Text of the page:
University of Connecticut

Events Calendar

Double Selves: African American Puppets and Puppeteers

Saturday, February 9, 2019
8:30pm – 10:00pm

Storrs Campus
von der Mehden Recital Hall, 875 Coventry Rd, Storrs, CT 06269

The Ballard Institute and Museum of Puppetry at the University of Connecticut will present "Double Selves: African American Puppets and Puppeteers," with performances by Tarish “Jeghetto” Pipkins, Pandora Gastelum, Isaac Bloodworth, Brad Brewer, and Dirk Joseph’s String Theory Theater on Saturday, Feb. 9, 2019 at 8:30 p.m. as part of the ground-breaking Living Objects: African American Puppetry Festival and Symposium, a four-day series of performances, presentations, discussions, film screenings, and workshops, from Feb. 7 to 10, 2019, celebrating the rich world of African American puppetry in the United States. This performance will take place at UConn’s von der Mehden Recital Hall located at 875 Coventry Rd, Storrs, CT 06269.

"Double Selves" will include the following performances:

"A Conversation with Frederick Douglass" by Tarish “Jeghetto” Pipkins Experience the incredible life journey of Frederick Douglass through a multimedia performance of puppetry, music and projected images based on the famed abolitionist’s autobiography.

Tarish Pipkins, a.k.a. Jeghetto, was born in the small steel mill town of Clairton, PA, south of Pittsburgh. A self-taught artist, he began creating art at an early age. In the late 90’s he joined the BridgeSpotters Collective, becoming known for his live paintings and poetry. Tarish moved to North Carolina in 2005, and launched his career in puppetry with street performances. In 2008 he began working with Paperhand Puppet Intervention, building puppets and performing in several productions. Tarish also built and performed puppets for Missy Elliott’s 2015 music video, WTF ( Where They From), and taught at Just Right Academy, a private alternative school for children with special needs. Pipkins is married and a proud father of five children, and his passion is promoting oneness through the magic of puppetry.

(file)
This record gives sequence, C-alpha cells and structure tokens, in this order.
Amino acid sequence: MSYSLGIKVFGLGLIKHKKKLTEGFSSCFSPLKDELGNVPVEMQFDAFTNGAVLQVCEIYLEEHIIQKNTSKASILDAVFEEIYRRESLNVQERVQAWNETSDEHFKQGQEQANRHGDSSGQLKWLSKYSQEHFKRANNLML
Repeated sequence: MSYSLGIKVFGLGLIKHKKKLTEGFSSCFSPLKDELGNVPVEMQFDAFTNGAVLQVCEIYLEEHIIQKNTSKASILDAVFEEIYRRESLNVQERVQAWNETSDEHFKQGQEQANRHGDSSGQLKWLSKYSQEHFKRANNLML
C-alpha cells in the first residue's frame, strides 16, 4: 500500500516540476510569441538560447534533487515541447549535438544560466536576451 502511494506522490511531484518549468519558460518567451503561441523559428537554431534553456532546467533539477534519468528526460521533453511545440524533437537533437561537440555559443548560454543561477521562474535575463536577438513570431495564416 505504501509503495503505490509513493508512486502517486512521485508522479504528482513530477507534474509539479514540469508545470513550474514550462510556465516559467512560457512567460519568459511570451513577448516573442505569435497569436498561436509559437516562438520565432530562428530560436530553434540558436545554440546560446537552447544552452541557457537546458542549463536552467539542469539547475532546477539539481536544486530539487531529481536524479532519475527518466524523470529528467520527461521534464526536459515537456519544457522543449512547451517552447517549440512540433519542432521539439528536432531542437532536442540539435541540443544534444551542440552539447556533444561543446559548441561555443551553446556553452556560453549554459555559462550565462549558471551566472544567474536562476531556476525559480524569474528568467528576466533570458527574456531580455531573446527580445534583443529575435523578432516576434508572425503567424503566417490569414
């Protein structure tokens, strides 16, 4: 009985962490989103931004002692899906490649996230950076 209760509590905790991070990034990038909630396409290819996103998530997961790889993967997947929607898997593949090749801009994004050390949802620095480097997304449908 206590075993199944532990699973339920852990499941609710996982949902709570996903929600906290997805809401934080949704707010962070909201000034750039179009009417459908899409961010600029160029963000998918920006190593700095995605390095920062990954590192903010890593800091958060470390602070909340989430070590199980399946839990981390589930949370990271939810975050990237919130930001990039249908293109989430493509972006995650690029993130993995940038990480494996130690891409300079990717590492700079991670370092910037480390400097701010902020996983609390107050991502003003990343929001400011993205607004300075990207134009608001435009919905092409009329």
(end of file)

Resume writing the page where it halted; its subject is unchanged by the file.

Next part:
"The City that Care Forgot" by Pandora Gastelum "The City that Care Forgot," performed by Pandora Gastelum of The Mudlark Puppeteers, is one-woman shadow and rod-puppet show set to early jazz music which explores the lesser-known history of old New Orleans through the lives of some famous and infamous figures, including Lulu White, the Diamond Queen of Storyville.

Pandora Andrea Gastelum is a puppeteer, dollmaker, designer, and performer. She owns and operates The Mudlark Public Theatre in New Orleans' 9th Ward and is the Artistic Director of that space's resident theatre company, The Mudlark Puppeteers. The Mudlark Puppeteers specialize in innovative and unconventional puppet and object theater on a variety of scales, presenting original and little-told stories of heroic misfits and wayward love--fables waging a playful but determined battle for alternative modes of being. As devoted residents of the Gulf Coast, The Mudlark Puppeteers explore the creative capacity of dispossession through puppetcraft and performance, imagining hope in the form of new stories about the dispossessed as em


Ballard Institute and Museum of Puppetry, 860-486-8580 or

Ballard Institute and Museum of Puppetry (primary), African American Cultural Center, Africana Studies Institute, UConn Master Calendar

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